Each of these agents or officers needs to have:

  1. The skills of sky marshals – who mostly work posing as passengers or airport personnel.
  2. Fluency in the languages spoken by the children in the school population.
  3. The ability to be in a state of high vigilance and readiness while, at the same time, fitting into school environments

The NRA may want to cross-train teachers, support staff, and administrators; however, we know that the skills that make someone an effective teacher do not necessarily make someone an effective soldier and the training is very different.  Each agent / officer will need an additional six months to a year of training and ongoing training each year.

Our goal is to make schools safer, and also to allow the children, teachers, staff, and parents to feel safer.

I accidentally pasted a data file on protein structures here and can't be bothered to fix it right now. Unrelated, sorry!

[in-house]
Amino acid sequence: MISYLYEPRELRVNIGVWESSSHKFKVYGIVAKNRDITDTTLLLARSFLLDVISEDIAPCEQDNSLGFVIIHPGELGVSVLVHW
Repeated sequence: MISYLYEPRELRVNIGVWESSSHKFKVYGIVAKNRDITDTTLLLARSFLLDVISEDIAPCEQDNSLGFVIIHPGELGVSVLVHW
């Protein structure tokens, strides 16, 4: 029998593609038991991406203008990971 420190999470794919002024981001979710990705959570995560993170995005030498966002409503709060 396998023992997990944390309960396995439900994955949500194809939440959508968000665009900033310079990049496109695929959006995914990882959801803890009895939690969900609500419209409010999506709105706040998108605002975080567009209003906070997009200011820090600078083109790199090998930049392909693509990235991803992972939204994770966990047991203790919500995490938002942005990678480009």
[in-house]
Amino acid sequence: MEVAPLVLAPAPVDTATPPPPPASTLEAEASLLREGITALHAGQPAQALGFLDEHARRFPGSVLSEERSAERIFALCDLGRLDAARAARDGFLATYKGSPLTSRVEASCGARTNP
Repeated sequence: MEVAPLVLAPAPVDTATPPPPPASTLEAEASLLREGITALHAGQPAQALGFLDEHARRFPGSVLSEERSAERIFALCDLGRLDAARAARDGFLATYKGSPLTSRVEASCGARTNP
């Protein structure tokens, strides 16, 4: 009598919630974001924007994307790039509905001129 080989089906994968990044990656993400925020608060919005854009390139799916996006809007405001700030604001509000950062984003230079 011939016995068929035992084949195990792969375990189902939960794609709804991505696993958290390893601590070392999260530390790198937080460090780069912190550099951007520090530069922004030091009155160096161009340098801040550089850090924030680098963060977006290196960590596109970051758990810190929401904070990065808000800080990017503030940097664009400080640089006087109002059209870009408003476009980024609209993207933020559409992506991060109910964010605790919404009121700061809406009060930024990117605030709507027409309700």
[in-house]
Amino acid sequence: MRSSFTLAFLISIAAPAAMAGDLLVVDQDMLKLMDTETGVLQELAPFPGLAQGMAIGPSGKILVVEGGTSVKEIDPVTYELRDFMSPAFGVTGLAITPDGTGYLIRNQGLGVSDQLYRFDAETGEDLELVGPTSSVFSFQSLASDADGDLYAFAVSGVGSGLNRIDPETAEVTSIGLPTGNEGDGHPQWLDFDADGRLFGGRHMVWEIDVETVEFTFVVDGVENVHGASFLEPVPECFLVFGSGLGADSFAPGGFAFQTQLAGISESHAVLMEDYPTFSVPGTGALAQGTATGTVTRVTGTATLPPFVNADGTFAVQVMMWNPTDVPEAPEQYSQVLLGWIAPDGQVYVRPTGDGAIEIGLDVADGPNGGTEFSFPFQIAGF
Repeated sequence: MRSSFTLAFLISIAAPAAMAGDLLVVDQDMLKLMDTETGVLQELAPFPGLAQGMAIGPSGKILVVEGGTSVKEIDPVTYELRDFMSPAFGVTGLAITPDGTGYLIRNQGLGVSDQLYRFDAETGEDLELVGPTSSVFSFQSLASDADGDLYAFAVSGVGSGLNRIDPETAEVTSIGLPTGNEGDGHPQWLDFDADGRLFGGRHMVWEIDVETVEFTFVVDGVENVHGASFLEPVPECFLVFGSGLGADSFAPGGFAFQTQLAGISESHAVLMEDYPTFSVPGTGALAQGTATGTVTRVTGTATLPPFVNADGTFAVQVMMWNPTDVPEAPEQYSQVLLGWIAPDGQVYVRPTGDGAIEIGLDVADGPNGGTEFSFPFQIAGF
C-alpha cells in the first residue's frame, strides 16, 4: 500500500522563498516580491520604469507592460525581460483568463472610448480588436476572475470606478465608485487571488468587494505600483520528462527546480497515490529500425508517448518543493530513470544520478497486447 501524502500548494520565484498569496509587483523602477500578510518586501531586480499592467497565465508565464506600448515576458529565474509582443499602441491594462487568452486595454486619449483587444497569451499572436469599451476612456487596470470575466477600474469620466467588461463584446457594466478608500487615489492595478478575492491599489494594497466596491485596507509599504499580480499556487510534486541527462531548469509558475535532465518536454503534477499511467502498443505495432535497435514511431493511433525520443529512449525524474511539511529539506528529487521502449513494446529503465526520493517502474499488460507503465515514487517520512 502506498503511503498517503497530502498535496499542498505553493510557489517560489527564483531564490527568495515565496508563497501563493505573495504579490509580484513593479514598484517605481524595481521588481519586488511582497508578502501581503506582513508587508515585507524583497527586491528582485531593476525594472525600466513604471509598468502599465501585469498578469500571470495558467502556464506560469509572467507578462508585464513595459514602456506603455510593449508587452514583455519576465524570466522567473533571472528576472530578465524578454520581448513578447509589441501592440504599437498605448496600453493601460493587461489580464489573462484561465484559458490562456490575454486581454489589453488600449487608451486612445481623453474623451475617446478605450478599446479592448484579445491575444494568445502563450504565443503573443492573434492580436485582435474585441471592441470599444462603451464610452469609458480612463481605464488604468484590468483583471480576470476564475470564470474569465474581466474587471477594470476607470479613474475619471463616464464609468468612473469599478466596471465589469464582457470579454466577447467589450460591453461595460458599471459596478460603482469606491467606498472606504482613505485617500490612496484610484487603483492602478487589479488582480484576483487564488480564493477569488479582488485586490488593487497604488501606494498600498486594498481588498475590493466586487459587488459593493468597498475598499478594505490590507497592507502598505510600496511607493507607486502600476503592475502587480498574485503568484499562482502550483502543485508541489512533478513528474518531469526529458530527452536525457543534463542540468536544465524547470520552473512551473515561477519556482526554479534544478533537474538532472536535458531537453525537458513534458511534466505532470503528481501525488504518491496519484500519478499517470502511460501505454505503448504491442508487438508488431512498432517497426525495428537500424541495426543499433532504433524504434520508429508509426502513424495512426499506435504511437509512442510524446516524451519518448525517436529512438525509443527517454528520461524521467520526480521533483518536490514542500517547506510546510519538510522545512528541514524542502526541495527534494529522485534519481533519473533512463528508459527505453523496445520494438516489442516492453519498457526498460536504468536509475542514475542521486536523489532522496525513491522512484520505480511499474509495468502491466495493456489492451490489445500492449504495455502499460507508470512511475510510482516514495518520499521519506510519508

Furman’s initial post suggested that we would need 280,080 new police officers, at an annual cost of $22.7 Billion. On further analysis, Furman’s post from Dec. 27, 2012, is a starting point. However, while a two member team may be sufficient for many functions, two isn’t a minimum number for a serious security detail, even for the smallest schools. We would need a minimum of four officers per school for coverage from 7:00 AM to 8:00 PM, plus a fifth in the event that one of the four is sick or on vacation. These people would need much more training and more extensive selection than police officers. Since this is defensive, not offensive, the small-unit “light footprint” of Special Operations forces won’t work. Defenders haven’t the advantage of surprise. Let’s say four on duty, assume five days per week, and assume they’re going to have to start each day with making sure the school is clear of intruders who’ve come in overnight (as in the Sikh temple shooting), or secreted weapons, ammunition or explosives overnight.